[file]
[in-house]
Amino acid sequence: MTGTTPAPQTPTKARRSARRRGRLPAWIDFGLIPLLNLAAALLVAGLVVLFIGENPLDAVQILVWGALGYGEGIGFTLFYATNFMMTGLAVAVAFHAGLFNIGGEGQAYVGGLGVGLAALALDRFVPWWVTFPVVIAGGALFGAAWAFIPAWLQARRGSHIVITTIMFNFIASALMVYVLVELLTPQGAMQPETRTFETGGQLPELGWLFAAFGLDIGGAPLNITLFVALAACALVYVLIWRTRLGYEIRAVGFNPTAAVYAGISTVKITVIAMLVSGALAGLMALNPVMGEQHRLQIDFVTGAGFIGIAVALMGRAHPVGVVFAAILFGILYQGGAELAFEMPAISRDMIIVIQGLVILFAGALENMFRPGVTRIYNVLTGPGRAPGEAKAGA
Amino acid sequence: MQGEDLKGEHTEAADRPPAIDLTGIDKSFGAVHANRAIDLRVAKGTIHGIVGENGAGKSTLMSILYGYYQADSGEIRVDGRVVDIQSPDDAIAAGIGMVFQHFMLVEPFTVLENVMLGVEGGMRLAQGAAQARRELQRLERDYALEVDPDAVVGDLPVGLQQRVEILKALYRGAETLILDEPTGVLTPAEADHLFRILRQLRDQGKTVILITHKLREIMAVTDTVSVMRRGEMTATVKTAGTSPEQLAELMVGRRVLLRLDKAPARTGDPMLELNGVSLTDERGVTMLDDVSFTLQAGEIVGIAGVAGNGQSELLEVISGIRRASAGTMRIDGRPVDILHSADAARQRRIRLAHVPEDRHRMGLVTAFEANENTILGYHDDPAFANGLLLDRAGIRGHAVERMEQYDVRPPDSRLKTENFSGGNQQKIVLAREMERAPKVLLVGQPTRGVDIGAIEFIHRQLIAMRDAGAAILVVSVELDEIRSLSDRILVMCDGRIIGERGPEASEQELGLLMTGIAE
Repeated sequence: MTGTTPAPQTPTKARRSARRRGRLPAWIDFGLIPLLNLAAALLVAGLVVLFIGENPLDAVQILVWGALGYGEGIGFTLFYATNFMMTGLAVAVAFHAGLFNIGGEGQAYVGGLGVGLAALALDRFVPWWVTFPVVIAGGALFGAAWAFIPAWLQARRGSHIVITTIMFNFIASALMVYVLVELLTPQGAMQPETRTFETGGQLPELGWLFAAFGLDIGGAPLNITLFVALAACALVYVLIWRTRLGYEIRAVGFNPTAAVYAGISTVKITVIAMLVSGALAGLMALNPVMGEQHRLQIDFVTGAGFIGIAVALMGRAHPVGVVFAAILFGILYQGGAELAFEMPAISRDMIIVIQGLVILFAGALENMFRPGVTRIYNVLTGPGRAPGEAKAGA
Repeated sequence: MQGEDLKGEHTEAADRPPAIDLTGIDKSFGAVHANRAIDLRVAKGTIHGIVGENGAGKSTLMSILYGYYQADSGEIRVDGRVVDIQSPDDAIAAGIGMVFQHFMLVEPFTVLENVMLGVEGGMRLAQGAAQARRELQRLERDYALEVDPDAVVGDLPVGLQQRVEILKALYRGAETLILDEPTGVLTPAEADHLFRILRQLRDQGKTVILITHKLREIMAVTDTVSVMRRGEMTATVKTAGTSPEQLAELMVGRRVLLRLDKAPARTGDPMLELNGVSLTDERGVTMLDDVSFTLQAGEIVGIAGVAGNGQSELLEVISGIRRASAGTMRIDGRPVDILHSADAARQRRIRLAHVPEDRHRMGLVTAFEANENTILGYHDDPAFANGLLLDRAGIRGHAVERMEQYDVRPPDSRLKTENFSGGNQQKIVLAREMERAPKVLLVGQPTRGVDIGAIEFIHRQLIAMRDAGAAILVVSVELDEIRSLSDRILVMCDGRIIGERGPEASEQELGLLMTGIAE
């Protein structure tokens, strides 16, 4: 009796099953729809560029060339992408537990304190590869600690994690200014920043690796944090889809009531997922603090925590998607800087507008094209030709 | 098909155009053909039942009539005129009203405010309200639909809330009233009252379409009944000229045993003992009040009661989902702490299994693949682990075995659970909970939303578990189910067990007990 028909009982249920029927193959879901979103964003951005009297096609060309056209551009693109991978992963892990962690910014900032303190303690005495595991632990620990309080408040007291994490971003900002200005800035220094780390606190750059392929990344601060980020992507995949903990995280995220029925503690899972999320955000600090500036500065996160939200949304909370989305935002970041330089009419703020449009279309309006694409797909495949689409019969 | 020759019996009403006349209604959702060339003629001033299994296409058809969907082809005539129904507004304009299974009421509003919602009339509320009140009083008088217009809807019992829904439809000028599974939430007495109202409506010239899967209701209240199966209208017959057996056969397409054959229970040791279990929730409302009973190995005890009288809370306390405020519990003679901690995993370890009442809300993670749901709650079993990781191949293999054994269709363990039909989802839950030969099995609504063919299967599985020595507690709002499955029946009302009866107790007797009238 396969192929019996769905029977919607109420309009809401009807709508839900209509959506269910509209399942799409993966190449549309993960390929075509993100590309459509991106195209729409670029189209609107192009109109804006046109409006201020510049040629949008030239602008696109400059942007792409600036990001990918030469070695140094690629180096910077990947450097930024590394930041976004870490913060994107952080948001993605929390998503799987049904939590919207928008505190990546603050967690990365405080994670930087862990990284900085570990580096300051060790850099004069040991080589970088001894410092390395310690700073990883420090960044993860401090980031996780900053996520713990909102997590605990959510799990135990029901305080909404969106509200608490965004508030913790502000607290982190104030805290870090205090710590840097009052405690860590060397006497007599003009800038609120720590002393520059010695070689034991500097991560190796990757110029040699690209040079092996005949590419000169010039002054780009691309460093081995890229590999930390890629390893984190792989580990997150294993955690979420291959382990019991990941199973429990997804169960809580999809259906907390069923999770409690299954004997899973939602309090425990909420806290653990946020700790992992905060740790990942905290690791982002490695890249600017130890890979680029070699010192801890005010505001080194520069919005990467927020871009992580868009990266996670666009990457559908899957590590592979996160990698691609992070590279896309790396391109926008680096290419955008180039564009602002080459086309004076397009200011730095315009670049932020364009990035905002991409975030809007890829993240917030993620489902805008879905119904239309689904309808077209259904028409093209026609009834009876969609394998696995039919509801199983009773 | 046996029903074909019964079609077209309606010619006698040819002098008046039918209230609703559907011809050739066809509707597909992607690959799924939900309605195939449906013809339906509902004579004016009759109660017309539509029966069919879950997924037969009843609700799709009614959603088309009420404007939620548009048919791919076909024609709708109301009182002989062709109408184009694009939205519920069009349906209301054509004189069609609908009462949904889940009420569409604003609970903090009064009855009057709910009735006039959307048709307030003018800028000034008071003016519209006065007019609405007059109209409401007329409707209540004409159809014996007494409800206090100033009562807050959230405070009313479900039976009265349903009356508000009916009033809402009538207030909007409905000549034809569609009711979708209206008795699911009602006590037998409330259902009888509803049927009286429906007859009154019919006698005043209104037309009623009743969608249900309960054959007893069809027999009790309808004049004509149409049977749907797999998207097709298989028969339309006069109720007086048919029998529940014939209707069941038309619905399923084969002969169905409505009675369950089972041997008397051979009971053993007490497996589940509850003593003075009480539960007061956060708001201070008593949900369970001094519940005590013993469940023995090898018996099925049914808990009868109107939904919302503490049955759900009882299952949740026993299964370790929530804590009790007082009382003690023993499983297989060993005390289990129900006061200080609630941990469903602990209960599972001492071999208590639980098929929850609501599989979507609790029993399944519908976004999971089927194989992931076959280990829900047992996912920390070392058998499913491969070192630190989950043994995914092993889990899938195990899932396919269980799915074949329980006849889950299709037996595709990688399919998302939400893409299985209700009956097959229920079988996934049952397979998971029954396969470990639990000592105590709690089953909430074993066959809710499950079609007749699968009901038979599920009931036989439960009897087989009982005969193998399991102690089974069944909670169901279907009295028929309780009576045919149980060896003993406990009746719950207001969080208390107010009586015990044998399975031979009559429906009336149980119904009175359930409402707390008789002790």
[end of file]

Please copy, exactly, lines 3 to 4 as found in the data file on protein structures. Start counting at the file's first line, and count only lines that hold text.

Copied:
Amino acid sequence: MQGEDLKGEHTEAADRPPAIDLTGIDKSFGAVHANRAIDLRVAKGTIHGIVGENGAGKSTLMSILYGYYQADSGEIRVDGRVVDIQSPDDAIAAGIGMVFQHFMLVEPFTVLENVMLGVEGGMRLAQGAAQARRELQRLERDYALEVDPDAVVGDLPVGLQQRVEILKALYRGAETLILDEPTGVLTPAEADHLFRILRQLRDQGKTVILITHKLREIMAVTDTVSVMRRGEMTATVKTAGTSPEQLAELMVGRRVLLRLDKAPARTGDPMLELNGVSLTDERGVTMLDDVSFTLQAGEIVGIAGVAGNGQSELLEVISGIRRASAGTMRIDGRPVDILHSADAARQRRIRLAHVPEDRHRMGLVTAFEANENTILGYHDDPAFANGLLLDRAGIRGHAVERMEQYDVRPPDSRLKTENFSGGNQQKIVLAREMERAPKVLLVGQPTRGVDIGAIEFIHRQLIAMRDAGAAILVVSVELDEIRSLSDRILVMCDGRIIGERGPEASEQELGLLMTGIAE
Repeated sequence: MTGTTPAPQTPTKARRSARRRGRLPAWIDFGLIPLLNLAAALLVAGLVVLFIGENPLDAVQILVWGALGYGEGIGFTLFYATNFMMTGLAVAVAFHAGLFNIGGEGQAYVGGLGVGLAALALDRFVPWWVTFPVVIAGGALFGAAWAFIPAWLQARRGSHIVITTIMFNFIASALMVYVLVELLTPQGAMQPETRTFETGGQLPELGWLFAAFGLDIGGAPLNITLFVALAACALVYVLIWRTRLGYEIRAVGFNPTAAVYAGISTVKITVIAMLVSGALAGLMALNPVMGEQHRLQIDFVTGAGFIGIAVALMGRAHPVGVVFAAILFGILYQGGAELAFEMPAISRDMIIVIQGLVILFAGALENMFRPGVTRIYNVLTGPGRAPGEAKAGA